A koldrum klaka (Cold Fever) – Friðrik Þór Friðriksson, 1995
A Japanese man travels to Iceland to perform a traditional burial ceremony for his parents who died there several years back. On his journey, he gets into strange adventures and meets lots of more or less lovely weirdoes.
Englar alheimsins (Angels of the Universe) – Friðrik Þór Friðriksson, 2000
A young artist’s fragile mental equilibrium is broken when his girlfriend leaves him, and we follow his desperate and inevitable descent into madness and a mental institution.
101 Reykjavík – Baltasar Kormákur, 2000
A guy way too old to be living with his mother spends dark Rejkjavik days and nights in a booze and party fantasy land, until his mother’s gorgeous Spanish friend moves into their house. He cannot resist sleeping with her, only to find out that she is in fact her mother’s girlfriend and the two women seem to have used him to get a child. Nice grow-up call.
Nói albinoi – Dagur Kári, 2003
All that Nói wanted was to escape the cold, snowy winter of the small town he lives in, With the appropriate girl, of course, which complicates things a little bit.
Kaldaljós (Cold Light) – Hilmar Oddsson, 2004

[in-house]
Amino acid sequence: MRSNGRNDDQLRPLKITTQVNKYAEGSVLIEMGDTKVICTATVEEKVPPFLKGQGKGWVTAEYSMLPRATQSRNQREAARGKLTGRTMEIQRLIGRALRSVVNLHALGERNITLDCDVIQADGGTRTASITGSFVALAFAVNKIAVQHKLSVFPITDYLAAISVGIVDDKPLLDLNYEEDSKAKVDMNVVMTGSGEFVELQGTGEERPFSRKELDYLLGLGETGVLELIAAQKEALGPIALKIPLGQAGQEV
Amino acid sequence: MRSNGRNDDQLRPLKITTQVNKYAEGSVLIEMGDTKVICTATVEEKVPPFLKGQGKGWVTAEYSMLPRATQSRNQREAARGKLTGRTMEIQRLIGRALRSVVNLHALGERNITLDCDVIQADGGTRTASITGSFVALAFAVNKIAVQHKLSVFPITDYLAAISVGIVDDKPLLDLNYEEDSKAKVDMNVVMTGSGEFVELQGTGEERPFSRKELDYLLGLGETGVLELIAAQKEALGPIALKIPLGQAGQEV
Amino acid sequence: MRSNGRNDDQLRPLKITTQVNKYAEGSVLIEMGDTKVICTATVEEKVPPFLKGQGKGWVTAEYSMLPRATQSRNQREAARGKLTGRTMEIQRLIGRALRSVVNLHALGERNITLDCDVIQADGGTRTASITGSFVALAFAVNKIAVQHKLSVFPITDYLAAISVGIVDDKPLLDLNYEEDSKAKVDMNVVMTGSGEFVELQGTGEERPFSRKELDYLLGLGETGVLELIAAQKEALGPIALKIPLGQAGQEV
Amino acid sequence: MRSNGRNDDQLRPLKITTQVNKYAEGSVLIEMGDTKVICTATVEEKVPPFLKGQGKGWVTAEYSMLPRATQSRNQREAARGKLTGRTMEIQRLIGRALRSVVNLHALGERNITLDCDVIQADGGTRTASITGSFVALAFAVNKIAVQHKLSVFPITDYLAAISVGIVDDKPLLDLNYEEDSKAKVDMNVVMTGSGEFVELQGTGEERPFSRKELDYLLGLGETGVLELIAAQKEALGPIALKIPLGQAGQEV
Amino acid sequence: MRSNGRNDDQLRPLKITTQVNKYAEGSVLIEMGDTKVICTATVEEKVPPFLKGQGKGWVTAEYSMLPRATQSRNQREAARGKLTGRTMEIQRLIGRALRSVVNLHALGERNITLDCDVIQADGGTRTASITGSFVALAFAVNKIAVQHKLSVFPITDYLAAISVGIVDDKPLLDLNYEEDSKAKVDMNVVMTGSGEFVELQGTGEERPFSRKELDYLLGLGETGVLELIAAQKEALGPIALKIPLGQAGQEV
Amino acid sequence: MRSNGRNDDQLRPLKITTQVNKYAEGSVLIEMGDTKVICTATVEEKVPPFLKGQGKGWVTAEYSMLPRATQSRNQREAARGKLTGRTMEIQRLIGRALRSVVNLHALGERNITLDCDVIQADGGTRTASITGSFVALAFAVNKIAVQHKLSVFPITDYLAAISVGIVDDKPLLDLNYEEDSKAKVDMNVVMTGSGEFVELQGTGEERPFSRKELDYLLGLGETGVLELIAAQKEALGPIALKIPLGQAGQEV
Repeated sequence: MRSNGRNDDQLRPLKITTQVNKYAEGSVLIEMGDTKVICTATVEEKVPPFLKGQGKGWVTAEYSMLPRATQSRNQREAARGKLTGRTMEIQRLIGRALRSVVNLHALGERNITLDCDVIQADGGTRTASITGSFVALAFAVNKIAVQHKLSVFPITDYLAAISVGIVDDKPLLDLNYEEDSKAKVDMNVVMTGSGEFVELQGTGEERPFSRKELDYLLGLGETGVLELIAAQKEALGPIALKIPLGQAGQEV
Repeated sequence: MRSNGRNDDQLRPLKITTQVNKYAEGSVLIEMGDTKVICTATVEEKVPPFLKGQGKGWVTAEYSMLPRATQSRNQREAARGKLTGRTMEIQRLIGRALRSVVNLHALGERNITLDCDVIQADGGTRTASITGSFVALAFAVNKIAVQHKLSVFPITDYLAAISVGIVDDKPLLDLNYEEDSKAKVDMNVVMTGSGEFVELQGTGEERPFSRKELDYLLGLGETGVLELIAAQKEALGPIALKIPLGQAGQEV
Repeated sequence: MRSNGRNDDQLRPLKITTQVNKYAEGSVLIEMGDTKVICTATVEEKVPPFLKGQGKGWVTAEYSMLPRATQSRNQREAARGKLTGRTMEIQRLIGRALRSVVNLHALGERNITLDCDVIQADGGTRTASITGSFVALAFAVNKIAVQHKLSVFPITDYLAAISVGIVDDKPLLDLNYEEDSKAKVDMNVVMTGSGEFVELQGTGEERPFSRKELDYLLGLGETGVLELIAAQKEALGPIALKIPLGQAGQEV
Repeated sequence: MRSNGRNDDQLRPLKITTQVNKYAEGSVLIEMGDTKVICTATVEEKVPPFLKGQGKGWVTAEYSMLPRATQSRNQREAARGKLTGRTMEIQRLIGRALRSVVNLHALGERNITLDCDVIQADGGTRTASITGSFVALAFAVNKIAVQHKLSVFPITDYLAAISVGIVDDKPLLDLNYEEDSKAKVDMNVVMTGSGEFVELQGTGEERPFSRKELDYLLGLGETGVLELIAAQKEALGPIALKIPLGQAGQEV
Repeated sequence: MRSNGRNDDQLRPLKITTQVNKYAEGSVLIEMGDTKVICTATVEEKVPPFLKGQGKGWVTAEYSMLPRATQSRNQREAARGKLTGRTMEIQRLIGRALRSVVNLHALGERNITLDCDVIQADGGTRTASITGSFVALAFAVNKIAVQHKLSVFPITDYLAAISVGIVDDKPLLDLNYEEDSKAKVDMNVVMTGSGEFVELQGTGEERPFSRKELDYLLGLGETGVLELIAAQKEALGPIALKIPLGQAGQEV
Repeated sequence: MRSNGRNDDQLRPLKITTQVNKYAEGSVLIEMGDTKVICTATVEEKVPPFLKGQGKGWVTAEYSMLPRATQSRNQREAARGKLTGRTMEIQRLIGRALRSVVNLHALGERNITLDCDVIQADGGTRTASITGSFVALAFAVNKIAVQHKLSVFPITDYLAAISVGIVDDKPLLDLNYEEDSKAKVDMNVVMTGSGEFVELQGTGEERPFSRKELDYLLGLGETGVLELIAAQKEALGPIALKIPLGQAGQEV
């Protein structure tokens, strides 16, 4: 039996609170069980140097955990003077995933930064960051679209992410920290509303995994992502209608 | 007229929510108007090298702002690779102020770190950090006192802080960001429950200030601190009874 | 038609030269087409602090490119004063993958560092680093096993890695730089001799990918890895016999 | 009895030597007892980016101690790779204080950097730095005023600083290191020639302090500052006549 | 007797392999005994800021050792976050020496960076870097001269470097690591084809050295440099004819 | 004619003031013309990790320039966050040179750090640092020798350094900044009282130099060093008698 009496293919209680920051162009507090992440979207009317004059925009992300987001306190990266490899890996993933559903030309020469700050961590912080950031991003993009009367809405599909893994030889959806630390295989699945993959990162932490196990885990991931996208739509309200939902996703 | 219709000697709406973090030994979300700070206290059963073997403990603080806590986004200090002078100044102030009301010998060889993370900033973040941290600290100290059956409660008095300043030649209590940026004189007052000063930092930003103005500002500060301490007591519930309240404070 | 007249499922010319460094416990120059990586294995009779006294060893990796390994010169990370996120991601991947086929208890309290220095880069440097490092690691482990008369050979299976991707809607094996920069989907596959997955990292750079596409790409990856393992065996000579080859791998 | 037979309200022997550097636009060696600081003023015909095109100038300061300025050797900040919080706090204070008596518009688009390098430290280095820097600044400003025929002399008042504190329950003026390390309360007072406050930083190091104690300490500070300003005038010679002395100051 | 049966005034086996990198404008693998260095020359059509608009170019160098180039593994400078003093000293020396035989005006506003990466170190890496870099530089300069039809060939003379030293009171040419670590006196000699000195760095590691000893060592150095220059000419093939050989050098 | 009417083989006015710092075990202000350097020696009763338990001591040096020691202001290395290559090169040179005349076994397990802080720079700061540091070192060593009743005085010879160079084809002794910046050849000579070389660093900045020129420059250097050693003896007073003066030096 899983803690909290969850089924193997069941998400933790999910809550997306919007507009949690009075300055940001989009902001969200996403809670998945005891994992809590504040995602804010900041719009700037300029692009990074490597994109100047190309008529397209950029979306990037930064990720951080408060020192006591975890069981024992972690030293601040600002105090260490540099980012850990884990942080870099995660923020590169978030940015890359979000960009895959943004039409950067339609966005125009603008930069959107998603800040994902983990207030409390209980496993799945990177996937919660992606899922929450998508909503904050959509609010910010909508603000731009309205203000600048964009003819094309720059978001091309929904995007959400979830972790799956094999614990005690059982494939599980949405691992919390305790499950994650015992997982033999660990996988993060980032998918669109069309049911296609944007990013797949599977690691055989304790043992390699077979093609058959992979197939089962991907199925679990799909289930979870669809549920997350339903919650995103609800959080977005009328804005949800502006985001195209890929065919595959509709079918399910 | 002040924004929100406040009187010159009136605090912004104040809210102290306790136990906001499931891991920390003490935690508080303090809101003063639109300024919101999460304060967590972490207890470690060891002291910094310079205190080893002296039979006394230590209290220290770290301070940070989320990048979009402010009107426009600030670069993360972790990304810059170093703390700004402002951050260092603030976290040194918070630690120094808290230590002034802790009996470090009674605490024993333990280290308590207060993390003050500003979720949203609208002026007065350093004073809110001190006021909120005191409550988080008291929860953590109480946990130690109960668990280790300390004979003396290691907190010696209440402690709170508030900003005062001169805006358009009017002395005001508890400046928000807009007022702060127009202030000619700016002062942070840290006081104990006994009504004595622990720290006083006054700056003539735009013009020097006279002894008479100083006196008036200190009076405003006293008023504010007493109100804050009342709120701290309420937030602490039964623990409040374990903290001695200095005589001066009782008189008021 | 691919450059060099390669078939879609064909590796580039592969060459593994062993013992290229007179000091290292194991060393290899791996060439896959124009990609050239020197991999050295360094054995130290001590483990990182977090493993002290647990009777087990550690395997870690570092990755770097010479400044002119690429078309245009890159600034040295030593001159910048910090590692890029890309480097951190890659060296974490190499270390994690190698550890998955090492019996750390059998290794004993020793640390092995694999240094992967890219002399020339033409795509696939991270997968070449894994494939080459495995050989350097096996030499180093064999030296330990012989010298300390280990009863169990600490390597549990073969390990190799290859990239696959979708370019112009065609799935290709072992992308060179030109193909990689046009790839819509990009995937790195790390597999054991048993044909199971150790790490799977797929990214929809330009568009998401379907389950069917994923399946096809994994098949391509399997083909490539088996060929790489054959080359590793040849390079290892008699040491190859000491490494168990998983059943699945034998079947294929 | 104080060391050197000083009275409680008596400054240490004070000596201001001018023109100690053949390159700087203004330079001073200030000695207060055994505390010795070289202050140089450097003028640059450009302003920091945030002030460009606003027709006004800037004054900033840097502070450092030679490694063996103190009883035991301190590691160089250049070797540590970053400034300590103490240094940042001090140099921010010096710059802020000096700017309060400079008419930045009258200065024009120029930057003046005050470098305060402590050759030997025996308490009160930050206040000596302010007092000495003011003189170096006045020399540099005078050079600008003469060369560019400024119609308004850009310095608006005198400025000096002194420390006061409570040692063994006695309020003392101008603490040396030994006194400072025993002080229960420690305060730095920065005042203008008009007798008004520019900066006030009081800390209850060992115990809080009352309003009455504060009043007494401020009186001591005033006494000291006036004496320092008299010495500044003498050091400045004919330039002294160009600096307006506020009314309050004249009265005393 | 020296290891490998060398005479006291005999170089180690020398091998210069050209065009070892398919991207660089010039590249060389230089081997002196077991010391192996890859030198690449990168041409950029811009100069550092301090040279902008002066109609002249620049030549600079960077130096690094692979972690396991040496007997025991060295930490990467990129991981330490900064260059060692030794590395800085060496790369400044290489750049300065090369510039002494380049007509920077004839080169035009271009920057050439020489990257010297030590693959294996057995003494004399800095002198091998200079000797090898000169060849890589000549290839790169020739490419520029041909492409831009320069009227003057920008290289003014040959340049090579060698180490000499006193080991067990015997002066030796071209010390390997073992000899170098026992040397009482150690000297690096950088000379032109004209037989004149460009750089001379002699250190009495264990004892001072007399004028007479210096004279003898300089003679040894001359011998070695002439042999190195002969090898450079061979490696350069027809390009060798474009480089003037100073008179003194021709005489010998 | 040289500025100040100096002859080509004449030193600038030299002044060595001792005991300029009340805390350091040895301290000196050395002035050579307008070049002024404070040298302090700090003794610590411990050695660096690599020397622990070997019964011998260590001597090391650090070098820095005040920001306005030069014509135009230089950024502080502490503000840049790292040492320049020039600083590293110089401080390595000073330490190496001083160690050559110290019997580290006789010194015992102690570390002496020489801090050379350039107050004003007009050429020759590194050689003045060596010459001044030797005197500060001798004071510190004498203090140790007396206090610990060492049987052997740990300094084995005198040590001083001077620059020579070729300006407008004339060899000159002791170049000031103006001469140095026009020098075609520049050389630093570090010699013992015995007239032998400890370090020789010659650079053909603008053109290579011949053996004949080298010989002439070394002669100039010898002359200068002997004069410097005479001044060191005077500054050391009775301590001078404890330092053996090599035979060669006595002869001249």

A guy too deeply disturbed by a childhood tragedy to connect with anybody, let along be prepared for fatherhood.
Gargandi snilld (Screaming Masterpiece) – Ari Alexander Ergis Magnússon, 2005
Brilliant documentary about Icelandic music and its connection to the landscape.
Mýrin – Baltasar Kormákur, 2006
Two investigations, one criminal, one genetic, merge in an intense and suspenseful thriller.
Heima – Dean DeBlois, 2007
Hauntingly beautiful documentary about Sigur Rós performing home, in Iceland, from small villages and non-existent villages to Rejkjavik.
Brúðguminn (White Night Wedding) – Baltasar Kormákur, 2008
True Kormákur comedy about a guy about to marry a girl half his age after already having “consumed” one wife. I am a little bothered to feel for him, his attitude annoys me, but that does not change a fact that this is a funny and strange masterpiece.